Rates to rise from July
The European Central Bank shifts course. In the wake of soaring inflation, Europe's central bank is running for cover, declaring an end to Quantitative easing (i.e., buying securities on the market) and an increase in rates beginning July, its first in 11 years. The ECB plans to "raise interest rates by as much as 25 basis points at its July meeting" and "expects to be raising rates again in September," when the rise could amount to as much as 50 basis points. After this, the institution is expecting that "a gradual yet sustained pace of additional increases will be appropriate."
The Governing Council also decided to terminate net market purchases (quantitative easing) under its APP program effective 1. July 2022. The board stressed that it "intends to continue to fully re-invest the principal paid from the maturing securities purchased under the App for an extended period of time past the date on which benchmark interest rates begin to rise."
In the announcement, reference is made, however, to flexibility as a key element of monetary policy in the event the central bank's decision transmission chain is damaged, and the excessive widening of spreads is certainly one of these factors. The yields on sovereign bonds, the least risk-bearing determine bank rates and all financial rates.
By contrast, the ECB is now, as expected, keeping interest rates steady: the key rate remains at zero, deposit rate at -0.50 percent, and the marginal lending rate at 0.25 percent.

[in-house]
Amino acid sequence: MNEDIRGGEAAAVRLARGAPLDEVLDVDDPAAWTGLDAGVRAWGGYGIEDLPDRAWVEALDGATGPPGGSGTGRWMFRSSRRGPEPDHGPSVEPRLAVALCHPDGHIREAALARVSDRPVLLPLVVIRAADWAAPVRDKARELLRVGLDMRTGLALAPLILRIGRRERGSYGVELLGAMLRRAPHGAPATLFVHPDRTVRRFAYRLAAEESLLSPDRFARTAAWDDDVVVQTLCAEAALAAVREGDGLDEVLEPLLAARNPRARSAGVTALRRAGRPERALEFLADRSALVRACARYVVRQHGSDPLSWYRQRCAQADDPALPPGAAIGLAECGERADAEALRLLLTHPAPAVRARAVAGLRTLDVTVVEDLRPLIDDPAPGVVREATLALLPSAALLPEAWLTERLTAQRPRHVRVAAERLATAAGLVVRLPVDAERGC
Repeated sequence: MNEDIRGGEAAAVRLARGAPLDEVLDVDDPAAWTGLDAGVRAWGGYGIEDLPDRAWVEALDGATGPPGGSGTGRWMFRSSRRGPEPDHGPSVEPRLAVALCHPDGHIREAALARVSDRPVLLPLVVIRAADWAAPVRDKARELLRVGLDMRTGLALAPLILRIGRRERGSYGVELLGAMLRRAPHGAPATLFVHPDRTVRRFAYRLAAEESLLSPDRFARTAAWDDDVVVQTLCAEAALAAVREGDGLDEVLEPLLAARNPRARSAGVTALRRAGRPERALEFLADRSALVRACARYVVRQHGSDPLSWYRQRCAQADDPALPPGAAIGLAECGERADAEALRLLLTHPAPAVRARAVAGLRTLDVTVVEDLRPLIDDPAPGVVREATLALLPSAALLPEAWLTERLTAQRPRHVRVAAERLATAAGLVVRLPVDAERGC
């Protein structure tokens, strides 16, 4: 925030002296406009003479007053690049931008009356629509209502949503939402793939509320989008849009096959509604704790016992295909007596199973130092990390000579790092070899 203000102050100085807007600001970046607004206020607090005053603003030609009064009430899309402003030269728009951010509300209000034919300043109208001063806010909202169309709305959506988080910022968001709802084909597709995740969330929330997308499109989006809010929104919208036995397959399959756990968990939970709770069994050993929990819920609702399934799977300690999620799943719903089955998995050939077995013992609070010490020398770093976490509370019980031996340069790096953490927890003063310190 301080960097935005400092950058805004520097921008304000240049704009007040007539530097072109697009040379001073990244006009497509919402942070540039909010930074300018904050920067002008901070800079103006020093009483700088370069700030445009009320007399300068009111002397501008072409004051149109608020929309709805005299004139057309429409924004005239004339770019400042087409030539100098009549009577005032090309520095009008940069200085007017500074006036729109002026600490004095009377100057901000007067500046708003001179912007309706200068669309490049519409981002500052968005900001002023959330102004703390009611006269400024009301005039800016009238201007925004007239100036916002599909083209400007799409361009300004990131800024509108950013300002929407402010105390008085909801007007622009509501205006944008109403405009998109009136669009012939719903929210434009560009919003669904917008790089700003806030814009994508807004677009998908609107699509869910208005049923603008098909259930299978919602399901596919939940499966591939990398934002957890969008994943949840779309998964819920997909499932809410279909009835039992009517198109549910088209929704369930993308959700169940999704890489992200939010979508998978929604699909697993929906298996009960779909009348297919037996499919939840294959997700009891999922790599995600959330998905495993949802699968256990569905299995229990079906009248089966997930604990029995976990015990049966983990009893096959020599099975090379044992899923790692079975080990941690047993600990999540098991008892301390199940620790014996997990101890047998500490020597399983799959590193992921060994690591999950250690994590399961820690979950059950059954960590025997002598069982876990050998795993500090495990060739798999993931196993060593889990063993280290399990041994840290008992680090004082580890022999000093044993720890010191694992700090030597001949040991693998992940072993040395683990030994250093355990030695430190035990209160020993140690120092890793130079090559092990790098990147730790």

The question remains open as to the expected rate hike in September, when the ECB expects a further rate hike after July's 25 basis point increase. As a matter of fact, its President Christine Lagarde, said in the conference after the release that "a larger increase will be appropriate" if "the inflation outlook over the medium term remains as it is or deteriorates," thus opening up the possibility of a 50 basis point increase as the U.S. Federal Reserve is doing. In addition, the ECB expects inflation to remain at elevated levels "for some time," and "will ensure that it returns to the target" of 2 percent, Lagarde explained.
Inflation at 6.8 percent in 2022
Going into detail, the ECB says average Eurozone inflation is expected to stand at 6.8 percent this year, before decelerating to 3.5 percent in 2023 and 2.1 percent the following year. In return, the new statistics were "significantly revised downward" for growth, for 2022, to 2.8 percent, and 2023, to 2.1 percent while there is a slight improvement to 2.1 percent for 2024.
The ECB's guidance put pressure on the government bonds of several countries, especially Italy, with the Btp/Bund spread moving to 226 points. Influencing the spread is the fact that Frankfurt currently holds about 700 billion euros of Italian government bonds, or 30 percent of the country's entire public debt, most of which was purchased as part of the very quantitative easing plan.
In the wake of the ECB's decisions in Switzerland, there is an open debate about the Swiss National Bank's future moves. The majority of experts speculate that the institution will let the ECB act first. The SNB will act next: economists at UBS and Raiffeisen predict the first step will be taken in September, others - such as analysts at Credit Suisse - are betting on December.
The danger of the strong franc
The SNB is not expected to take action as early as next Thursday as part of its traditional economic and monetary review. To act before the ECB would in fact make the franc look more attractive, and as is well known, the Swiss central bank has been working for years to prevent a strengthening of the franc that it considers excessive.
Specialists believe that the guideline rate will be increased in small steps, that is, from -0.75 percent to -0.50 percent initially. A return to positive territory could therefore take some time. For example, Credit Suisse assumes that the rate will not reach 0% before the end of 2023.